Nominating McCain is the gesture of a desperate party.
Republicans are so shell-shocked and demoralized by the success of the Bush
Derangement Syndrome, they think they can fool the voters by nominating an
open-borders, anti-tax cut, anti-free speech, global-warming hysteric, pro-human
experimentation "Republican." Which is to say, a Democrat.
As the expression goes, given a choice between a Democrat and a Democrat, voters
will always choose the Democrat. The only question remaining is: Hillary or Obama?
On the litmus test issues of our time, only partially excluding Iraq, McCain is a
Can I take a breath now?
He excoriated Samuel Alito as too "conservative."
He promoted amnesty for 20 million illegal immigrants.
He abridged citizens' free speech (in favor of the media) with McCain-Feingold.
He hysterically opposes waterboarding terrorists and wants to shut down
He denounced the Swift Boat Veterans for Truth.
He opposes ANWR and supports the global warming cult, even posturing with fellow
mountebank Arnold Schwarzenegger in front of solar panels.
The only site that would have been more appropriate for Schwarzenegger in endorsing
McCain would have been in front of an abortion clinic.
Although McCain has the minimum pro-life record demanded by the voters of Arizona,
in 2006, McCain voted in favor of using taxpayer funds to harvest stem cells from
human embryos. He opposes a constitutional amendment to protect human life. And he
frets that if Roe v. Wade were overruled, women's lives would be "endangered." This
is the same John McCain who chides Mitt Romney today for "flip-flopping" on
abortion. At least Romney flips and stays there.
Of course the most important issue for pro-lifers is the Supreme Court. As long as
Roe v. Wade is the law of the land, it doesn't matter how many hearts and minds
we've changed. So it's not insignificant that McCain has called Justice Samuel
Alito too conservative.
We ended up with David Hackett Souter when a Republican president was actually
looking for an Alito. Imagine how bad it will be when the "Republican" president
isn't even trying.
McCain uses the boilerplate language of all Republicans in saying he will appoint
"strict constructionists." This is supposed to end all discussion of the courts.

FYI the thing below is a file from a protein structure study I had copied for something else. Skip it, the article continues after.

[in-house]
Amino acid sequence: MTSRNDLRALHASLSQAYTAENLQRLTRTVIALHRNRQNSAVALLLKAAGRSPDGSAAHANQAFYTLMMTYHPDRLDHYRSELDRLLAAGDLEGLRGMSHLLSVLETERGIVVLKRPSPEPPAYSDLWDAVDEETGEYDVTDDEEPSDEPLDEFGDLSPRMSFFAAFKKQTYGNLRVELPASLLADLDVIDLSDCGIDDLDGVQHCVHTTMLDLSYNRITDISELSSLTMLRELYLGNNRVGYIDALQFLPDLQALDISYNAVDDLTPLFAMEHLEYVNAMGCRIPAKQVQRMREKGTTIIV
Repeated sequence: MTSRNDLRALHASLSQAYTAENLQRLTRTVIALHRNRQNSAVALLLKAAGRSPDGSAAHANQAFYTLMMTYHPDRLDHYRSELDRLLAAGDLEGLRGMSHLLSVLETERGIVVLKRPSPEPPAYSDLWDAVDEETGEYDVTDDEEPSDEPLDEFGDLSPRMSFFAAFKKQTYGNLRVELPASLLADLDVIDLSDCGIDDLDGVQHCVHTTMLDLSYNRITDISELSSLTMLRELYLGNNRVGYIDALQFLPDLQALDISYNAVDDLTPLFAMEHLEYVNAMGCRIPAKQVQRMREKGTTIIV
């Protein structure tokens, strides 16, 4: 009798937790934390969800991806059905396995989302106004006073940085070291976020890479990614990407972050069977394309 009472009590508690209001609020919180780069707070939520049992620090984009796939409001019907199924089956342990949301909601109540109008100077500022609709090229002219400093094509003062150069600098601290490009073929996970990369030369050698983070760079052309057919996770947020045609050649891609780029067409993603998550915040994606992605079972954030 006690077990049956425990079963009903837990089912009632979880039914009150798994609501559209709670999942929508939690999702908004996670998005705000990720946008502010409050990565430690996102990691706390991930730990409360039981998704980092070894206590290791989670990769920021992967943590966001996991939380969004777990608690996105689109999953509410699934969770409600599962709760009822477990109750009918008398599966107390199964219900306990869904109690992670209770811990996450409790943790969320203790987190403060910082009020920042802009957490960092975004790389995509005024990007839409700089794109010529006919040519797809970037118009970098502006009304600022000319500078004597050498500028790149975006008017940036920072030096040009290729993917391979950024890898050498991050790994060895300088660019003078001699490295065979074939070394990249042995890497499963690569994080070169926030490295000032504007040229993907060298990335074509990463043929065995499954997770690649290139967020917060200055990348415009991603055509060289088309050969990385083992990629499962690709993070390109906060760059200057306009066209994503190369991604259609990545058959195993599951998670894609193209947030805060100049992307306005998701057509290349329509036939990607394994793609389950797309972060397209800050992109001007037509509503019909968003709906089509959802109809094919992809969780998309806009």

But if he's picking strict constructionists, he will have to appoint judges who
will commit to overturning McCain-Feingold.
That could be our litmus test: Will you hold President McCain's signature
legislation restricting speech unconstitutional?
In 2004, McCain criticized the federal marriage amendment, saying, it was
"antithetical in every way to the core philosophy of Republicans." Really?
Preventing the redefinition of a 10,000-year-old institution marriage, that is,
not John McCain is part of the core philosophy of being a Republican? I had no
I'm not a lawyer oh wait, yes, I am but Republicans were proposing to amend
the Constitution, a process the Constitution specifically describes.
It's like saying it's antithetical to the core philosophy of Republicans to require
presidents to be at least 35 years old. It's in the Constitution! And Republicans
other than the ones who voted for McCain-Feingold support the Constitution.
You might say it's part of our core philosophy.
Of course, back in 2004, McCain was considering running on a presidential ticket
with John Kerry. Realizing that this would not help his chances to run as a
Republican in 2008, when he would be a mere 120 years old, McCain quickly withdrew
his interest in being on Kerry's ticket.
But he defended Kerry from the Bush campaign's suggestion that Kerry was not
tip-top on national security, saying on the "Today" show: "No, I do not believe
that he is, quote, weak on defense." So that was helpful.
McCain also explained to an admiring press corps why he wouldn't want to be
anyone's vice president, not even a national defense champion like Kerry, citing
the meager constitutional duties of the vice president as: (1) to assume the
presidency if the president is incapacitated and (2) "to break a tie vote in the
Senate." (At which point several members of the fawning horde were heard to remark,
"What is this 'Constitution' you speak of, Senator?")?
But McCain conveniently forgot the second of these constitutional duties just a
year later when Vice President Cheney was required "to break a tie vote in the
Senate" on a matter of utmost importance to liberals: federal judges.
Just one year after McCain had correctly identified one of two jobs of the vice
president, he was indignant that a Republican vice president might actually
exercise one of them. Better to let a gaggle of 14 Senate malcontents pick the
president's judges for him.
As part of the "Gang of 14," McCain hysterically opposed allowing the vice
president to break a tie on judicial nominations. Following the Constitution with
regard to the role of the vice president, McCain said, "would be a terrible
precedent." Yes, if members of Congress actually read the Constitution, they might
realize McCain-Feingold is unconstitutional.
If Hillary is elected president, we'll have a four-year disaster, with Republicans
ferociously opposing her, followed by Republicans zooming back into power, as we
did in 1980 and 1994, and 2000. (I also predict more Oval Office incidents with
If McCain is elected president, we'll have a four-year disaster, with the
Republicans in Congress co-opted by "our" president, followed by 30 years of